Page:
I remembered this section from brevets done years ago. The roads followed the very scenic Little Miami River, the views unfortunately obscured by darkness and intermittent fog. Just past Morrow, deep in the woods, we passed an old pickup truck awkwardly parked against a guardrail overlooking the river. Then, 100 meters later, two staggering young men stopped us. They seemed unfazed and not particularly curious at our sudden appearance. I heard "Mumble mumble mumble cell phone mumble mumble," followed by more mumbles. Finally we understood them to be asking to borrow a cell phone. As responsible citizens and good-hearted folk, we offered to call 911. Their reaction was immediate and loud. They insisted that there was no need to call 911, that their buddy would be happy to come at 3:30 a.m. to help them, that everything would be A-OK. It transpired that they were slightly (?) impaired and were reluctant to have the police investigate their crashed truck. We hurriedly retrieved the phone and rode on. Another ten minutes wasted. After five more miles, another stop—bladder issues. Then, a too-leisurely stop at the Loveland control. We were only halfway done with the ride but were behaving like it was nearly over. Back to the bike path again, this time riding with care. End of bike path, another biobreak and quick change of clothing (Jim). A ride through the dawning Cincinnati suburbs, a climb to one of the seven hills surrounding the Queen City of the West, followed by a lovely descent to the River Road (Frank took this with extra caution) and a mighty five-mile pull by Pete along the Ohio River. Lovely river views, lovely houses overlooking the river, leading to the downtown levee. The sun had by now fully risen and the town was beginning to stir.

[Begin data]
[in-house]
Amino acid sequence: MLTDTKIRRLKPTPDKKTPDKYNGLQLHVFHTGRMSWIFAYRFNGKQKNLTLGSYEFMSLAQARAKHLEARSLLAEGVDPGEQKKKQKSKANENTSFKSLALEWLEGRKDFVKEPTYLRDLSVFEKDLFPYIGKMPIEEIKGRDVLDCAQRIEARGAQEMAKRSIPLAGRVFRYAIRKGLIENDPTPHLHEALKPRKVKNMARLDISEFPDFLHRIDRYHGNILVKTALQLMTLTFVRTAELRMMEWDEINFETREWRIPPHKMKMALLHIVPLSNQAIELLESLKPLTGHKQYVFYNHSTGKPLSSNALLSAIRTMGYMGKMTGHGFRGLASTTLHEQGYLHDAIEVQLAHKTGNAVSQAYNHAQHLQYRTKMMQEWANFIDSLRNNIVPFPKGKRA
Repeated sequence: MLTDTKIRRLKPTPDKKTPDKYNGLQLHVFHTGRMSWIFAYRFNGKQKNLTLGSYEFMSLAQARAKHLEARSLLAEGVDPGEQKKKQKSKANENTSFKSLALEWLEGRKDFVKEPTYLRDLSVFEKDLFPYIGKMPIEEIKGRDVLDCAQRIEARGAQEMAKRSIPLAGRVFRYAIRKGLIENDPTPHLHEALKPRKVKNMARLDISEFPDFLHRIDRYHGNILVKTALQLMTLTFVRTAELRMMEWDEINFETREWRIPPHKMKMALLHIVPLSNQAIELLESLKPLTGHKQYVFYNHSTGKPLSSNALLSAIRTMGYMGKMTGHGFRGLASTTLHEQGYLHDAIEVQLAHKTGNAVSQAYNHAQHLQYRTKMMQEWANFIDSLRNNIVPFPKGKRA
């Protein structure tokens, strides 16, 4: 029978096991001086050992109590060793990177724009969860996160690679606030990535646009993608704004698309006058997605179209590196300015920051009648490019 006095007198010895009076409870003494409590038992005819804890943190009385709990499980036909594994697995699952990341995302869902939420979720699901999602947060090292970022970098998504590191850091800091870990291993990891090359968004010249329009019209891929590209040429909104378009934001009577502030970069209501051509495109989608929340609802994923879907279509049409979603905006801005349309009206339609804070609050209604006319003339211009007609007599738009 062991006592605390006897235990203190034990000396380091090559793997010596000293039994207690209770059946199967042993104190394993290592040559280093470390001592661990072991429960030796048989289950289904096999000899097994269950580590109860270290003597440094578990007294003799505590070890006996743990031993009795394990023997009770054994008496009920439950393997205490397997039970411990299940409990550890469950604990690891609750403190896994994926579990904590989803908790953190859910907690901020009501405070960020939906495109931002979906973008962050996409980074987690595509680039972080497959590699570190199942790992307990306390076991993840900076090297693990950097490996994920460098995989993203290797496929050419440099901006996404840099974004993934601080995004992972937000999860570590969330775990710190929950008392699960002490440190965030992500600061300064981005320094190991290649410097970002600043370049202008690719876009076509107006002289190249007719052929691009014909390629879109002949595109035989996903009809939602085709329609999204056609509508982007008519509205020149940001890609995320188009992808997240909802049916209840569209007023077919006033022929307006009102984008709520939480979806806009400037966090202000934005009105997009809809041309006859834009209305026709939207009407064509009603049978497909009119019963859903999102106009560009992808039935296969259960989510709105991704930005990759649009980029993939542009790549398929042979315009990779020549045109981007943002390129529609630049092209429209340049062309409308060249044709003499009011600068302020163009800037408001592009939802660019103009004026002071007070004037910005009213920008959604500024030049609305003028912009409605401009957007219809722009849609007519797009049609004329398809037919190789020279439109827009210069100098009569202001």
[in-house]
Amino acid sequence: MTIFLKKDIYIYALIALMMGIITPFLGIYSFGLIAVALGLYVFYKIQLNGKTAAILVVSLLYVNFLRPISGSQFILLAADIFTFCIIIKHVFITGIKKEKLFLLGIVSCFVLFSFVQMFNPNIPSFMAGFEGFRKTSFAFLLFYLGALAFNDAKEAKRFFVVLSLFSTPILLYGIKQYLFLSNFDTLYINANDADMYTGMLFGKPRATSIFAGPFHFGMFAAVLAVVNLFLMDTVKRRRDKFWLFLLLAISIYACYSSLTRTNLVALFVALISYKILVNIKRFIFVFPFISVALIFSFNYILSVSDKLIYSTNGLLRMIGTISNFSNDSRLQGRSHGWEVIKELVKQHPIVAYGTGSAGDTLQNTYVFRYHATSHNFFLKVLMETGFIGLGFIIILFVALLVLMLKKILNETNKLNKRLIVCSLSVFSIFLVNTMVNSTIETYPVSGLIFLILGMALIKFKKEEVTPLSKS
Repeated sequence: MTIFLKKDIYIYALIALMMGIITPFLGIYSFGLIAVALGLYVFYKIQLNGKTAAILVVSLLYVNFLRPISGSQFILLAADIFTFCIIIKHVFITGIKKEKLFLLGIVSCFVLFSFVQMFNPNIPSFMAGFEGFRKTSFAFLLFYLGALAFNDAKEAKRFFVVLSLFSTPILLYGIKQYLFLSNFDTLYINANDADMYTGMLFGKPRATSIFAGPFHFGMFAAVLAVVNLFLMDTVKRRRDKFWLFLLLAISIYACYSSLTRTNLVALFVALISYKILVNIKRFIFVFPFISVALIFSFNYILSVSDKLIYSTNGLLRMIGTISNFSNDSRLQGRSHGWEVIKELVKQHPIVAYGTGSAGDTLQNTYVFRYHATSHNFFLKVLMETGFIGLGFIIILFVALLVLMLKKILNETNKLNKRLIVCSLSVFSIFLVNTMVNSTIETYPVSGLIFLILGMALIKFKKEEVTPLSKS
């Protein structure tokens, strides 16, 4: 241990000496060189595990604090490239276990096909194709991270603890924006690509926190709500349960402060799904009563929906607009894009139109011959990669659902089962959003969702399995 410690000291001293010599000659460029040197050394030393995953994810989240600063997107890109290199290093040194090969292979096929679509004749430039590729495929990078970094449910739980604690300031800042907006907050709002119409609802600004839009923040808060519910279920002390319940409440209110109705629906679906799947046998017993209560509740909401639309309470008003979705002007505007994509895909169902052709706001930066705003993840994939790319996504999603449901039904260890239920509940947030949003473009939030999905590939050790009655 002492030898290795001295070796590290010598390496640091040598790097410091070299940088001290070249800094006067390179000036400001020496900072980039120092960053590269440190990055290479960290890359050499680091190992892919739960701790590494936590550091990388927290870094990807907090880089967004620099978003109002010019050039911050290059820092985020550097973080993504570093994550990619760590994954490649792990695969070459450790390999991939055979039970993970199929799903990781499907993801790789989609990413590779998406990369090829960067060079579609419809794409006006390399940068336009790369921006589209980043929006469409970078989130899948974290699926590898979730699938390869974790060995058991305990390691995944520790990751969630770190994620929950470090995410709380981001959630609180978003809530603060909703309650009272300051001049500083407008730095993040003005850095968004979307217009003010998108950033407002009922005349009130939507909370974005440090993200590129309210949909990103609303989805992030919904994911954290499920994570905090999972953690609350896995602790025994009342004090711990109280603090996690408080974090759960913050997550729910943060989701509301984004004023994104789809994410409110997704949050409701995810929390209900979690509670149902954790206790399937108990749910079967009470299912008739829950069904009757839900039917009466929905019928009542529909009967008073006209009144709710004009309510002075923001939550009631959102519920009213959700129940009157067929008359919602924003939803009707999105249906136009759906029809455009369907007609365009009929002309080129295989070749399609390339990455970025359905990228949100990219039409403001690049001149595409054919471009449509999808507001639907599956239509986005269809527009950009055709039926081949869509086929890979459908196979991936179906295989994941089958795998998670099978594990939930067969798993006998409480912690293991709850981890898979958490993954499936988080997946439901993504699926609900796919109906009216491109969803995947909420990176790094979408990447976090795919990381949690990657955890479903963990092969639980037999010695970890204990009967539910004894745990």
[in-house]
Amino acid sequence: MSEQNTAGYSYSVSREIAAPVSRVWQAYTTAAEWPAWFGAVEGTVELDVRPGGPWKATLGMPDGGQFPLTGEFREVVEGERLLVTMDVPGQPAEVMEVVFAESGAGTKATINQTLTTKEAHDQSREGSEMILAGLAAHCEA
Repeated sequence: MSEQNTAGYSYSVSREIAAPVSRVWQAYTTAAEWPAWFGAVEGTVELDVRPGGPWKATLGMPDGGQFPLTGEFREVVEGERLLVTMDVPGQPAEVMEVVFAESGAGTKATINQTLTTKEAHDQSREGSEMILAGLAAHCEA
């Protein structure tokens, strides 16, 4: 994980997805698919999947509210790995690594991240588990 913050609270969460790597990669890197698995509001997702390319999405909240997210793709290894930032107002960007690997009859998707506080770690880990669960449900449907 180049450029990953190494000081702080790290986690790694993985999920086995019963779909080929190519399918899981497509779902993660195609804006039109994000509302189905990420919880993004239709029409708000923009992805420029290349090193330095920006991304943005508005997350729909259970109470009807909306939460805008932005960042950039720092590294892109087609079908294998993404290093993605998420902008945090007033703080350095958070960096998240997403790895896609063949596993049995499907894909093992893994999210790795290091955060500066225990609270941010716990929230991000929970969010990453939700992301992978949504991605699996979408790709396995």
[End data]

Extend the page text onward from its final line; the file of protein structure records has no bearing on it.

We crossed the half-mile wide Ohio River on a converted railroad bridge, the quaintly named Purple People Bridge, with wonderful views of the Ohio and northern Kentucky skyline. Then through the old river towns of Newport and Covington, past restored historic districts and to the foot of the first Kentucky hill. Another stop to remove extra clothing (everyone this time), then a real eye-opener of a climb—the first of many. At the top we had an easy five-mile ride to the home of my daughter where we had planned a rest stop. However our adventures and unscheduled stops had used all of our extra time so, after emptying bladders and hurriedly greeting her family ("You didn't ride through that dreadful storm, did you?" "Uh, well, sort of.") we rode to a nearby restaurant for a sit-down breakfast. There, the napping began—only a few minutes worth for me but it suddenly had become a very high priority. Frank nudged me awake, helped pour some strong coffee into me and we rode on. There remained 86 miles of climbing to the finish.

The sun was rapidly moving overhead, heating the road and steaming off the damp from the storm. The temperature rose. The traffic increased. Toshi flatted at a very bad spot (no shoulder, narrow lanes, heavy traffic, bad sight lines) so Jim and I rode on to the first paved drive. I stretched out for a nap while Jim rearranged his wardrobe, drying some items and putting them away. Toshi, Frank and Pete arrived; we rode on. Lots of rolling hills now, the traffic gradually dying away as we entered rural Kentucky. We rode for miles along Route 17, a smooth-surfaced ridge road—the scenery was memorable, the sun shone brightly, the wind shifted from head- to side-, and all of God's children had shoes. The villages of Nicholson and Piner passed our center of the universe. We stopped once or twice to remove more clothes (all of us by now) and, at the foot of a long descent, eventually arrived at the 192 mile control in Falmouth Kentucky. We were well over one hour behind our pre-ride schedule. Time to discuss options.